Most of  us visited the church with its chequerboard slate floor at the entrance and also were told of the historical significant and its part in the Prayer Book Rebellion of 1549. With some good views of Brown Willy and Roughtor we now headed eastward to Lower Kernick and continuing on the road in view of the muddy fields to a crossroads with a choice of route. As the author says we can either have no sense of adventure and continue on the road north or maybe battle through undergrowth and brambles but finding a lovely ancient lane. Some might have regretted it but we all chose the latter and had to battle over or under some fallen trees and also a stream flowing down the lane to get to the bottom of what looked like an old drovers lane.

To make it even more exciting we were also joined by a young heifer who was being rounded up by three farmers after going missing for 3 weeks. An action photo was obviously called for to mark the occasion.



Making it to the road and downhill to Shell Wood and the Camel Trail with a more normal formal photograph to capture all the participants.


https://c1.staticflickr.com/1/790/39271117420_b097c7960e_b.jpg

Click on image above for larger view


This takes us back the 1.5 miles to Hellandbridge and a short car journey back to the Borough Arms for our pub lunch.



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UPDATE 21 MARCH 2018

      NOTICE OF WALK ON THE 27TH MARCH

TO HELLAND AND BACK


1) 4 MILE RELATIVELY EASY CIRCULAR WALK USING CAMEL TRAIL, FIELDS AND  MINOR  ROADS WITH A FEW STILES

2)  NO SERVICES/FACILITIES ON ROUTE

3) PLEASE BRING DRINK IF YOU WANT AS WE WILL PASS A PICNIC SPOT ON ROUTE

WE WILL MEET AT COMMUNITY CENTRE AT 10.05AM FOR 10.10AM DEPARTURE HEADING FOR CAR PARK AT HELLANBRIDGE. PLEASE LET US KNOW BY SATURDAY 24TH IF YOU WOULD LIKE TO COME AND IF YOU CAN OFFER TRANSPORT.

PS  WE WILL BE STOPPING FOR LUNCH AT BOROUGH ARMS-PLEASE LET US KNOW IF YOU WOULD ALSO LIKE TO STOP SO I CAN TRY AND ARRANGE LIFTS TO SUIT

REGARDS,

CHRIS AND JANET


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UPDATE 14 MARCH 2018


REPORT OF WALK ON THE 13TH MARCH

FROM ROCK TO POLZEATH AND BACK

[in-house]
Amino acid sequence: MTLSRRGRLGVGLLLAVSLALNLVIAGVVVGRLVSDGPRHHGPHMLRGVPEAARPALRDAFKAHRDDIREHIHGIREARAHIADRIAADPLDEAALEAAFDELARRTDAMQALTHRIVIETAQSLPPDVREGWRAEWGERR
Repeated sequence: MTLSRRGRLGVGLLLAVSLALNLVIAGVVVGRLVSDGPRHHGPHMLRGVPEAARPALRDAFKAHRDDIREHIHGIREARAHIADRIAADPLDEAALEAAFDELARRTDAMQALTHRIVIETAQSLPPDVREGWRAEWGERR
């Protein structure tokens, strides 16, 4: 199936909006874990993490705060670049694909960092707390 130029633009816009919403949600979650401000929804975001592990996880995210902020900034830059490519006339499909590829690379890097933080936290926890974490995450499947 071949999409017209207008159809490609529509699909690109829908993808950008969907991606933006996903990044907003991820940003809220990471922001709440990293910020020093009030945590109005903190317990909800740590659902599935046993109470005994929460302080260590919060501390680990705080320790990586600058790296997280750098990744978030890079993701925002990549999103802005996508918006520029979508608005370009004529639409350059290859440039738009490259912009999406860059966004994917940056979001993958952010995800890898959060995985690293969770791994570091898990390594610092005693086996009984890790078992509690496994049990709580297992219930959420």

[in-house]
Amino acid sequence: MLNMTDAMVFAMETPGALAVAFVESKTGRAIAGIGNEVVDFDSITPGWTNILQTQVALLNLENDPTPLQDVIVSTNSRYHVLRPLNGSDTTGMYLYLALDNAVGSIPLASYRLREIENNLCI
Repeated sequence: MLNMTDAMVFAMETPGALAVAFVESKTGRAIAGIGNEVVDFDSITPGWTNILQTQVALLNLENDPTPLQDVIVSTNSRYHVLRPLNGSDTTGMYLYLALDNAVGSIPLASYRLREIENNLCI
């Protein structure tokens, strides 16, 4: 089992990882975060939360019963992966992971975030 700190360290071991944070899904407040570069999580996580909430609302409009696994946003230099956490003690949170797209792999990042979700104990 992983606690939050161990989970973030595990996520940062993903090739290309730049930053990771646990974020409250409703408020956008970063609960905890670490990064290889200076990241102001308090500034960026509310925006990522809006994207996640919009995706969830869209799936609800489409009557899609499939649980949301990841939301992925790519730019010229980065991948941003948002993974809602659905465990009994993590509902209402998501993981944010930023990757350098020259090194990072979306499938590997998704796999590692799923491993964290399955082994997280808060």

You would not believe as I sit typing this report with the rain lashing down and the wind blowing that 16 walkers set off yesterday in brilliant sunshine with hardly a

breath of wind to walk along the coast from Rock to Polzeath and to return inland.

After parking at the Council car park we headed along the coast with the tide almost fully out through the sand dunes following the waymarks to reach Daymer Bay with only one slight mistake. The views across the Camel estuary were magnificent with the ferry doing great business travelling over to Padstow on the opposite shore.

Continuing along the path we have great views of Stepper Point, affectionately know as “The Pepper Pot” the 40ft high stone tower daymark built in 1830 and which we all saw at close quarters on our recent walk around the point.

We were soon in Polzeath which comes from the Cornish words for “dry” and “pool/harbour” and time for picnic and drinks at the café on the beach and our regular photograph.


https://c1.staticflickr.com/5/4777/39912177845_9f8d5a7809_c.jpg

Click on image above for larger view


Now fed and watered we turn inland past a site with mobile homes and onto the golf course at Roserrow and following the white markers and avoiding any golf balls as we cross the fairways to make our way across a stream and the start of the “muddy and wet” part promised in the notification of the walk with electric fences guarding the fields-but no sign of cattle in the wet conditions. Crossing a minor road we head across a ploughed field, with the tower of St Enodoc church as the guide, to reach the entrance and past the grave of St John Betjeman. The church dates from the 12th century and is said to lie on the site of a cave where St Enodoc lived as a hermit.